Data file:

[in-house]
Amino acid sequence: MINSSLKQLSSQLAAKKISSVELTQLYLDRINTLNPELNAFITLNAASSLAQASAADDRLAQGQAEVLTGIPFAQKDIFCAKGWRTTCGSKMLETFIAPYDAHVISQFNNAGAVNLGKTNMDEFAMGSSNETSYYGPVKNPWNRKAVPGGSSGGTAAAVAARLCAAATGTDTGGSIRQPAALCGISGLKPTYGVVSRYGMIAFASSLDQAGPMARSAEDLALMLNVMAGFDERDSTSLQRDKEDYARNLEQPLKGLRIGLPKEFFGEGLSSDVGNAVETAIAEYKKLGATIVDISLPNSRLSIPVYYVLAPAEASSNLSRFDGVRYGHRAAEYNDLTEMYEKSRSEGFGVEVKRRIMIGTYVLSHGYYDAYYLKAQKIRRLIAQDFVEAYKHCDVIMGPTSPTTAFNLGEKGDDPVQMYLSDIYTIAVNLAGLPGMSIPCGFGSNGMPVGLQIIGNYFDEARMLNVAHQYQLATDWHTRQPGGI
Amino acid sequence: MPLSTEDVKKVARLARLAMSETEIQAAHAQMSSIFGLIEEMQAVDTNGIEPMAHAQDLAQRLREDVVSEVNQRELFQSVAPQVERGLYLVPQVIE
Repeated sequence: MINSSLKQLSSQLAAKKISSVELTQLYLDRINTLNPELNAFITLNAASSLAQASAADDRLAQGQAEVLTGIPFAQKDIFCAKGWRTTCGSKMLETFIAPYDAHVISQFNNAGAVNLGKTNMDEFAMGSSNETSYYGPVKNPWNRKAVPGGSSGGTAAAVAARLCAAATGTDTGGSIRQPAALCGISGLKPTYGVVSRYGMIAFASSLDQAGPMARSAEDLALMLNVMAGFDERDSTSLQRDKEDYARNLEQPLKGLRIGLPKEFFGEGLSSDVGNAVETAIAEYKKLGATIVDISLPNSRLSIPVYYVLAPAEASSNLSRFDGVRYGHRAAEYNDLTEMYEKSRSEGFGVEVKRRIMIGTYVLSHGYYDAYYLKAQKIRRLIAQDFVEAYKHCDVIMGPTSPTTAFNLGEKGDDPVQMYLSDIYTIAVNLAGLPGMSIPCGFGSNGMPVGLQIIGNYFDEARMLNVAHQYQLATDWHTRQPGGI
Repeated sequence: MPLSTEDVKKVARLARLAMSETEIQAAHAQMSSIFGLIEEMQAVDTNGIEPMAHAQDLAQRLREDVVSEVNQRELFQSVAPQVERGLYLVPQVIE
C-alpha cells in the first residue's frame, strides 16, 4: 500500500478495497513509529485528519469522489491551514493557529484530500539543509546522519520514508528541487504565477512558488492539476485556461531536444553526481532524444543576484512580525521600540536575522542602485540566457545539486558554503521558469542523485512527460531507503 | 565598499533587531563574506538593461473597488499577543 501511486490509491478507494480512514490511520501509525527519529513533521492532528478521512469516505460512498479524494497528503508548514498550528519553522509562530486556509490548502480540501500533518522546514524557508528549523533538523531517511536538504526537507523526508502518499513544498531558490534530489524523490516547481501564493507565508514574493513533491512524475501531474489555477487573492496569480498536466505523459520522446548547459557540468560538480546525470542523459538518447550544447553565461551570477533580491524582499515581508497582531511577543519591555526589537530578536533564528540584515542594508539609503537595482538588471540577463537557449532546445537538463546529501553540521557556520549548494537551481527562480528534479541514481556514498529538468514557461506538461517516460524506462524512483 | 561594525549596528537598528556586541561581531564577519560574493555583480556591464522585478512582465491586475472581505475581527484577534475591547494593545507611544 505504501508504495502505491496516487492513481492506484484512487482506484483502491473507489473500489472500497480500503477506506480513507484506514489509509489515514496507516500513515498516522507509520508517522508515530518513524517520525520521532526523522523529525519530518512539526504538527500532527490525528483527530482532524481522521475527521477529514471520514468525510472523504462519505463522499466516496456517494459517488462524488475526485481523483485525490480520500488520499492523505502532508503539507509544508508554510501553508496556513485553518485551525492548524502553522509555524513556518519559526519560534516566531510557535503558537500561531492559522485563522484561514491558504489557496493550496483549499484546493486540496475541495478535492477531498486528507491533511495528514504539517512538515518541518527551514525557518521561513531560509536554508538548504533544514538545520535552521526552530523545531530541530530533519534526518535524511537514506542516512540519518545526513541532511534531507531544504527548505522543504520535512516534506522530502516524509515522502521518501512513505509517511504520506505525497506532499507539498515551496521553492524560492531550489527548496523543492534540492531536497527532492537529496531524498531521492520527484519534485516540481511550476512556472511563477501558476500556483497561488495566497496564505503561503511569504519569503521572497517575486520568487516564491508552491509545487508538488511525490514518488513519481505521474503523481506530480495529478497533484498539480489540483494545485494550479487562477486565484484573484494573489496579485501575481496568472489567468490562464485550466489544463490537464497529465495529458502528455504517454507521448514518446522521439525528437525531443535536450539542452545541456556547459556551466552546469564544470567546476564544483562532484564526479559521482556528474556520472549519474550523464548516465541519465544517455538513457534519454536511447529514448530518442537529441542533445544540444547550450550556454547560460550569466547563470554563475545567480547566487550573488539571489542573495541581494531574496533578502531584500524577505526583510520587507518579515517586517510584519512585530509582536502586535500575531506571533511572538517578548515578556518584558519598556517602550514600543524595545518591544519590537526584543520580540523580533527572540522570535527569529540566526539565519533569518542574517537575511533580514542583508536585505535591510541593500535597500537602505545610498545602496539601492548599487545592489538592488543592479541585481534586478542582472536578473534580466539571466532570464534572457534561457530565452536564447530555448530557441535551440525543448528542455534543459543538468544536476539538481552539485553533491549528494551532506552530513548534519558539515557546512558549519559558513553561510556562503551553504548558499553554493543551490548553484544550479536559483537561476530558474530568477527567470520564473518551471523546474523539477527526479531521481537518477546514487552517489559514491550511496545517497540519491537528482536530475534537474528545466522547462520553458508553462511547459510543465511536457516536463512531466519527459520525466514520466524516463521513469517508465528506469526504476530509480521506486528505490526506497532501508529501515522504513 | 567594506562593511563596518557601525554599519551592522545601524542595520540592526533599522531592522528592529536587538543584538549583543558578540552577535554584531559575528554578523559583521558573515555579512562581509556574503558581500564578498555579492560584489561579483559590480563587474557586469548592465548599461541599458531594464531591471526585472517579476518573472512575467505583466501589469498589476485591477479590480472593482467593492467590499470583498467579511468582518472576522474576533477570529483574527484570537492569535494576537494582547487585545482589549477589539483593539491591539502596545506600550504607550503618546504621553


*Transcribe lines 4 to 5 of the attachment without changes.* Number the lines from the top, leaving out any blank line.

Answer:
Repeated sequence: MINSSLKQLSSQLAAKKISSVELTQLYLDRINTLNPELNAFITLNAASSLAQASAADDRLAQGQAEVLTGIPFAQKDIFCAKGWRTTCGSKMLETFIAPYDAHVISQFNNAGAVNLGKTNMDEFAMGSSNETSYYGPVKNPWNRKAVPGGSSGGTAAAVAARLCAAATGTDTGGSIRQPAALCGISGLKPTYGVVSRYGMIAFASSLDQAGPMARSAEDLALMLNVMAGFDERDSTSLQRDKEDYARNLEQPLKGLRIGLPKEFFGEGLSSDVGNAVETAIAEYKKLGATIVDISLPNSRLSIPVYYVLAPAEASSNLSRFDGVRYGHRAAEYNDLTEMYEKSRSEGFGVEVKRRIMIGTYVLSHGYYDAYYLKAQKIRRLIAQDFVEAYKHCDVIMGPTSPTTAFNLGEKGDDPVQMYLSDIYTIAVNLAGLPGMSIPCGFGSNGMPVGLQIIGNYFDEARMLNVAHQYQLATDWHTRQPGGI
Repeated sequence: MPLSTEDVKKVARLARLAMSETEIQAAHAQMSSIFGLIEEMQAVDTNGIEPMAHAQDLAQRLREDVVSEVNQRELFQSVAPQVERGLYLVPQVIE